proteins fold when they make foam, similar to denaturing but different, once folded they can't unfold into the form they were in originally and in order to make foam you have to start out in that initial form.

At least that's how I understand it.
"Creativity is the residue of wasted time" - A. Einstein

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Offline denny

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Re: Strong dark Belgian ideas from mixed grains
« Reply #21 on: September 19, 2013, 11:38:13 AM »
proteins fold when they make foam, similar to denaturing but different, once folded they can't unfold into the form they were in originally and in order to make foam you have to start out in that initial form.

At least that's how I understand it.

Good explanation!
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Offline morticaixavier

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Re: Strong dark Belgian ideas from mixed grains
« Reply #22 on: September 19, 2013, 12:03:43 PM »
proteins fold when they make foam, similar to denaturing but different, once folded they can't unfold into the form they were in originally and in order to make foam you have to start out in that initial form.

At least that's how I understand it.

Good explanation!

Thanks!
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Offline mtnrockhopper

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Re: Strong dark Belgian ideas from mixed grains
« Reply #23 on: September 19, 2013, 12:20:19 PM »
Yep, that's been known for years and I completely agree.  It may or may not cause problems for you, but it happens.
Huh, any info on how that happens?

proteins fold when they make foam, similar to denaturing but different, once folded they can't unfold into the form they were in originally and in order to make foam you have to start out in that initial form.

At least that's how I understand it.
I follow. There must be some reaction that occurs when they interlink.
Jimmy K

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cornershot

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Re: Strong dark Belgian ideas from mixed grains
« Reply #24 on: September 24, 2013, 07:34:19 PM »
I don't understand how all this business of foam proteins getting used up applies to homebrewing.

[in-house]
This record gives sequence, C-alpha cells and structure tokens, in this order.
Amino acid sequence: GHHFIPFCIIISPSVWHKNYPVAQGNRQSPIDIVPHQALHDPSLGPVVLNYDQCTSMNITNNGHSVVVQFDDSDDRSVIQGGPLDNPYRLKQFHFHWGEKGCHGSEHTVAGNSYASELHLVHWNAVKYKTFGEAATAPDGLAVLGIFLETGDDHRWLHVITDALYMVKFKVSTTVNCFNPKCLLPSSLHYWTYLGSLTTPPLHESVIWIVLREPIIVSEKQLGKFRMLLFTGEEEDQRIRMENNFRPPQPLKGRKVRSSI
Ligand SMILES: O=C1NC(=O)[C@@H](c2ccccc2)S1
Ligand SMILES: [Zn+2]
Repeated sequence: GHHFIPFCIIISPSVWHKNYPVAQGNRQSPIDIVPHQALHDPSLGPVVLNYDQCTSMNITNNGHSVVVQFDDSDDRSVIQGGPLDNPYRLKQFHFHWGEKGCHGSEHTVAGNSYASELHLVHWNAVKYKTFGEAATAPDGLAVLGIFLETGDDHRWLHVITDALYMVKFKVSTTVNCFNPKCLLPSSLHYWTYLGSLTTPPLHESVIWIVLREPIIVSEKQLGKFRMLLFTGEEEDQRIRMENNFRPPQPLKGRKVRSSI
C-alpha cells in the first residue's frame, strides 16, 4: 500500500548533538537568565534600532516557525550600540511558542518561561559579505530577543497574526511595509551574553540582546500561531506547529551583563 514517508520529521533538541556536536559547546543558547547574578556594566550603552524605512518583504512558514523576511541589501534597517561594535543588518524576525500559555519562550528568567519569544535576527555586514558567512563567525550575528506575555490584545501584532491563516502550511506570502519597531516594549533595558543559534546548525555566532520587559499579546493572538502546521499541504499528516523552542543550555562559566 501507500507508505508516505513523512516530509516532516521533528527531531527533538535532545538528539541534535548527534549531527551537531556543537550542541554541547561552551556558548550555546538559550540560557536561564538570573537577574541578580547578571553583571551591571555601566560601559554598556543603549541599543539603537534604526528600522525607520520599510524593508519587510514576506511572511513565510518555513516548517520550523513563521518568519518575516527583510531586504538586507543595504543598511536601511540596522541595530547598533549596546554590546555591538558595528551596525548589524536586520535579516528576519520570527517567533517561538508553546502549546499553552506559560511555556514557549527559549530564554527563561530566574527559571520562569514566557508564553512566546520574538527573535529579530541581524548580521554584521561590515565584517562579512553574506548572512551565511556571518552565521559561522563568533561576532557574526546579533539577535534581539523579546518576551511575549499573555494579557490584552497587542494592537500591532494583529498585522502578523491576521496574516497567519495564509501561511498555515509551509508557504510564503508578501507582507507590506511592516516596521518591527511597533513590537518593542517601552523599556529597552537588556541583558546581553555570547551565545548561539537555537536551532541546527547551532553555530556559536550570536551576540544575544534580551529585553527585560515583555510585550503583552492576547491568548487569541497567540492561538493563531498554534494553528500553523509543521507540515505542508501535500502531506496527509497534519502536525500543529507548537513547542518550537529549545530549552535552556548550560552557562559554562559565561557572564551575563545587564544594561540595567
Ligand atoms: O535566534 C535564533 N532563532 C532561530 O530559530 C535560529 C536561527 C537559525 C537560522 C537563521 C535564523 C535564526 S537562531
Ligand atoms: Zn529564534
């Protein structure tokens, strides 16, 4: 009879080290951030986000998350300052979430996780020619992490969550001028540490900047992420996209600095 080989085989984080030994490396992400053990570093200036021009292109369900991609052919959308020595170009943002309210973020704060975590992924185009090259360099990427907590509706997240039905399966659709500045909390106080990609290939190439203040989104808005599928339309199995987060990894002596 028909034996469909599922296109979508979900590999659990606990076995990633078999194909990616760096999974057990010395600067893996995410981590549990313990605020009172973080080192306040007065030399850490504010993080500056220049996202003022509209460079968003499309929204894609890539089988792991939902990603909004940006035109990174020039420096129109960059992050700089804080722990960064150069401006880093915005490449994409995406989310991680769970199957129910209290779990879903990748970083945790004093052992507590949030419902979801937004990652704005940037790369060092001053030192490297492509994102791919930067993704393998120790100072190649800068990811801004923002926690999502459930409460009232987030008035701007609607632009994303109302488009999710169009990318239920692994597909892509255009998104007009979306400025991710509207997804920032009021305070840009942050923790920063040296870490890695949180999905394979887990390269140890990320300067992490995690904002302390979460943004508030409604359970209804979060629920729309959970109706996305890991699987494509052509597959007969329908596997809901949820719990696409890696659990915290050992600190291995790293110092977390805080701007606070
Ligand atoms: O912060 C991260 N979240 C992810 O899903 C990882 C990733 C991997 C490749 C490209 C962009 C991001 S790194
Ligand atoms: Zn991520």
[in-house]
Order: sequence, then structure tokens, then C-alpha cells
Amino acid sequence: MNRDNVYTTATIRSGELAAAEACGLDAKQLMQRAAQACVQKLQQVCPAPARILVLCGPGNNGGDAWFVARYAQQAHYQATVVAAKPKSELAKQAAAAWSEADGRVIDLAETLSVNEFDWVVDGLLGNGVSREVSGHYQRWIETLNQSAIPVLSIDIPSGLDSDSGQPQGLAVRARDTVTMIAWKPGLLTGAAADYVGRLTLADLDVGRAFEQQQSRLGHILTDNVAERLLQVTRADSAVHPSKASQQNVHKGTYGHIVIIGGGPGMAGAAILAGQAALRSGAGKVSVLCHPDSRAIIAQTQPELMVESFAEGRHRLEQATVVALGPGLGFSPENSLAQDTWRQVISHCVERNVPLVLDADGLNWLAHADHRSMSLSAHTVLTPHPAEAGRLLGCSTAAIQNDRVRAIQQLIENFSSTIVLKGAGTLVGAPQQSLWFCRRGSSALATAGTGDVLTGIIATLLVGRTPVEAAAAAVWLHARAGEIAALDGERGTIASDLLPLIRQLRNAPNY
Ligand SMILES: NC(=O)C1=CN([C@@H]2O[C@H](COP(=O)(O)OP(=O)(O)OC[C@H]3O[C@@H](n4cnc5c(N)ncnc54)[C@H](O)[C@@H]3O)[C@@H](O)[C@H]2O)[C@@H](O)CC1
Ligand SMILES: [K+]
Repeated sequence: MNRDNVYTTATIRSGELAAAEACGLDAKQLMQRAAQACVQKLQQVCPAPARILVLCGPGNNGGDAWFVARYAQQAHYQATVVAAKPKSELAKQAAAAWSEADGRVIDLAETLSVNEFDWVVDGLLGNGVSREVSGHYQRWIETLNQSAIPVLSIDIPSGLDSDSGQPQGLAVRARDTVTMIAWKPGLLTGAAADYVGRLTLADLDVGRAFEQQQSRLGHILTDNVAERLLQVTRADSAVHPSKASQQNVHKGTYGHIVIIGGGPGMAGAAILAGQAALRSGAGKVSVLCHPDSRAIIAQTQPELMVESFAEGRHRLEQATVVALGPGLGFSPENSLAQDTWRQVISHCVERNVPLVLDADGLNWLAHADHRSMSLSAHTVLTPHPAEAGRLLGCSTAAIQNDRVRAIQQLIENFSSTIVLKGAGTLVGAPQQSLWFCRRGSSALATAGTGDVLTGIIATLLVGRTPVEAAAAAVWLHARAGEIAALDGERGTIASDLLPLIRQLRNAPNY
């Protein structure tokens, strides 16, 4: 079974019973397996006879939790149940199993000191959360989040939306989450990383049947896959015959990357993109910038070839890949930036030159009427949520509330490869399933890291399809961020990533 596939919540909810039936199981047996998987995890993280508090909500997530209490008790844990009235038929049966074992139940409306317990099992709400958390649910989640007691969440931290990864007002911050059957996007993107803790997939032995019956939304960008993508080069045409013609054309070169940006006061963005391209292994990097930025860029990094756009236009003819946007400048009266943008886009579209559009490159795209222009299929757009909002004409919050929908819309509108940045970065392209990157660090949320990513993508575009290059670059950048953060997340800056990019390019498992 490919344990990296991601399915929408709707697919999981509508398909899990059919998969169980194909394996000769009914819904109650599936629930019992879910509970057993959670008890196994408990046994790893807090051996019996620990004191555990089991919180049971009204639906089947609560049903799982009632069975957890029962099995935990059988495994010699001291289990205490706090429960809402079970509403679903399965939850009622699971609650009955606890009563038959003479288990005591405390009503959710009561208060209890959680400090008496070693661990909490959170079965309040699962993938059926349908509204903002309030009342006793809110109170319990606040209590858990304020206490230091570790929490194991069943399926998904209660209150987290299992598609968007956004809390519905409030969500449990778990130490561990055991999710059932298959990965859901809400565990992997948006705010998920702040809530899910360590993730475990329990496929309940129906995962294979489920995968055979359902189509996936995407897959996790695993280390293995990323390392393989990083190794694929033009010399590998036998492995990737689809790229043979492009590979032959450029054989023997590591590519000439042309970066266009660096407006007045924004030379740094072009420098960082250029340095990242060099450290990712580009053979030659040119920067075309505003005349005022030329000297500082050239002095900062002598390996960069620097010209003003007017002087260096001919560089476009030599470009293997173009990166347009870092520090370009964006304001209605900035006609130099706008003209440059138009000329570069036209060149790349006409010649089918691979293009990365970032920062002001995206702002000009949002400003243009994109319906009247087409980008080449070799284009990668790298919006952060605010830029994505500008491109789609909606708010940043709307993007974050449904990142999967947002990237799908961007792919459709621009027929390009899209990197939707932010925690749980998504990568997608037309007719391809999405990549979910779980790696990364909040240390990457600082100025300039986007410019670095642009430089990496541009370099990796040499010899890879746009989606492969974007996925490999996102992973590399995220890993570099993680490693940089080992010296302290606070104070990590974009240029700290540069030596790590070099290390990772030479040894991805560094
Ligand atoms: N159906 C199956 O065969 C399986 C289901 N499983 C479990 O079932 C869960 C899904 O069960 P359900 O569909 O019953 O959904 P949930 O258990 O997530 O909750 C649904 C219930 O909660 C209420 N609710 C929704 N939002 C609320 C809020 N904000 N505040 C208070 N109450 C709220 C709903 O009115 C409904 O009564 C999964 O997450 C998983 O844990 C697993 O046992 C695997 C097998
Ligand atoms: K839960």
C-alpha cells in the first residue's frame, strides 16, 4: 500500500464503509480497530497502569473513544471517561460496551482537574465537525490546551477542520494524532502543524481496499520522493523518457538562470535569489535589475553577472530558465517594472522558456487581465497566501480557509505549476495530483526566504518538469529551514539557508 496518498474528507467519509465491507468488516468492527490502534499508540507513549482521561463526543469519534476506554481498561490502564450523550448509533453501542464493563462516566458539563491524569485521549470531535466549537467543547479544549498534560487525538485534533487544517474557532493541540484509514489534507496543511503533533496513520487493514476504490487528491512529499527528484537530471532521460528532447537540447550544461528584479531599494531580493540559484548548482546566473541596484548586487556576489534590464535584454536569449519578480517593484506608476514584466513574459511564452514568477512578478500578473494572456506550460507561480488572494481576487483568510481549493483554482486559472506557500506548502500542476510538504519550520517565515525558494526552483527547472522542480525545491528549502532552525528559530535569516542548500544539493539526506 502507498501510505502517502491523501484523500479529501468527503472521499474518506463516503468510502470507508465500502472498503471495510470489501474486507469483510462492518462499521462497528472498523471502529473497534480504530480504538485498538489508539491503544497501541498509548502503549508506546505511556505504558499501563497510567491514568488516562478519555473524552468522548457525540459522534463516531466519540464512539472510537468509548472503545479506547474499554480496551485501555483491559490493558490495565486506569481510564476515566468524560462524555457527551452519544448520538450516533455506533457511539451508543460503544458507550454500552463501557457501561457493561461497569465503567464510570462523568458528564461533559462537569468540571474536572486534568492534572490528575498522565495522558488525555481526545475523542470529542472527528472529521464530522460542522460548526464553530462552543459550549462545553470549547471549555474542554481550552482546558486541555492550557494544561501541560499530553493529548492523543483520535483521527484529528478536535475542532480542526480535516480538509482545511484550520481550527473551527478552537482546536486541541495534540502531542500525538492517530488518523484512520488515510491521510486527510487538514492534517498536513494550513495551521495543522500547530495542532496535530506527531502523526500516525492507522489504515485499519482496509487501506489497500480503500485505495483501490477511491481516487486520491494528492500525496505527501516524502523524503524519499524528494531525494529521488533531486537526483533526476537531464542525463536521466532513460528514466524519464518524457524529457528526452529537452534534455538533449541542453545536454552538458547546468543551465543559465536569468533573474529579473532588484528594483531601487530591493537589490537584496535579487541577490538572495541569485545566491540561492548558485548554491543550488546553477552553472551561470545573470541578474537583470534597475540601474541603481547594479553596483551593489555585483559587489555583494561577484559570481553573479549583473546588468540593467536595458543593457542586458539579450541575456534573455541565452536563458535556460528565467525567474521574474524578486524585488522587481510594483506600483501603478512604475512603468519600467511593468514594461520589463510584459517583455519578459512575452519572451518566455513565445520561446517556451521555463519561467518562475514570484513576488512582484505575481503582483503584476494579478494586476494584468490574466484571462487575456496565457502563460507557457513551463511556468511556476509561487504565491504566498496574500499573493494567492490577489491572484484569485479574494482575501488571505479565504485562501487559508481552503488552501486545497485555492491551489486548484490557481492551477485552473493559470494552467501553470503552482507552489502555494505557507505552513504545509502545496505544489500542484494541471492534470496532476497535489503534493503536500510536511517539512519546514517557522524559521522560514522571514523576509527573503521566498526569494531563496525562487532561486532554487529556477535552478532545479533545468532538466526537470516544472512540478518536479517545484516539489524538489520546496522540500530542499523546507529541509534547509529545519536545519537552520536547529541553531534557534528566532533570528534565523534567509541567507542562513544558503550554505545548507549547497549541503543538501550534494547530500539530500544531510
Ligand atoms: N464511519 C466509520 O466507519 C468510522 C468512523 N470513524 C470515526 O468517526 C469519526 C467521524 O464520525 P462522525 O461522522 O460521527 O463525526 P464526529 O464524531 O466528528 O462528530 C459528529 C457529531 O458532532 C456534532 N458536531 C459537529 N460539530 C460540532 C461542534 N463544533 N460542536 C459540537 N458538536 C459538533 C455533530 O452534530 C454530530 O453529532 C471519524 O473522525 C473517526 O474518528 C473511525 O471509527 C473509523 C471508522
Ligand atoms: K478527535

If I shake the bejeezus out of a cold commercial beer, known to have good foam, the amount of foaming is limited by the amount of head space and the amount of pressure released(none). So I can shake it up really good and it can barely foam inside the bottle and therefore uses up little of it's foam-producing proteins. If I let that bottle rest a few minutes in the fridge, I can open it and pour a beer with a nice, lasting head. This is not theoretical because I just did it with a Stone IPA, which traveled 3000 miles on bumpy trains and trucks to get to me, being shaken(and probably warm) the whole trip.
Maybe if I shake up that bottle and immediately open it and pour out a gallon of foam, then let it settle and repackage and recarbonate, then maybe it won't have any foam proteins left. But in what scenario would that apply to what anyone would do to their homebrew?

Offline morticaixavier

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Re: Strong dark Belgian ideas from mixed grains
« Reply #25 on: September 24, 2013, 07:54:01 PM »
I don't understand how all this business of foam proteins getting used up applies to homebrewing.
If I shake the bejeezus out of a cold commercial beer, known to have good foam, the amount of foaming is limited by the amount of head space and the amount of pressure released(none). So I can shake it up really good and it can barely foam inside the bottle and therefore uses up little of it's foam-producing proteins. If I let that bottle rest a few minutes in the fridge, I can open it and pour a beer with a nice, lasting head. This is not theoretical because I just did it with a Stone IPA, which traveled 3000 miles on bumpy trains and trucks to get to me, being shaken(and probably warm) the whole trip.
Maybe if I shake up that bottle and immediately open it and pour out a gallon of foam, then let it settle and repackage and recarbonate, then maybe it won't have any foam proteins left. But in what scenario would that apply to what anyone would do to their homebrew?

I suspect you are right. I have also never had a problem shaking the keg.
"Creativity is the residue of wasted time" - A. Einstein

Jonathan I Fuller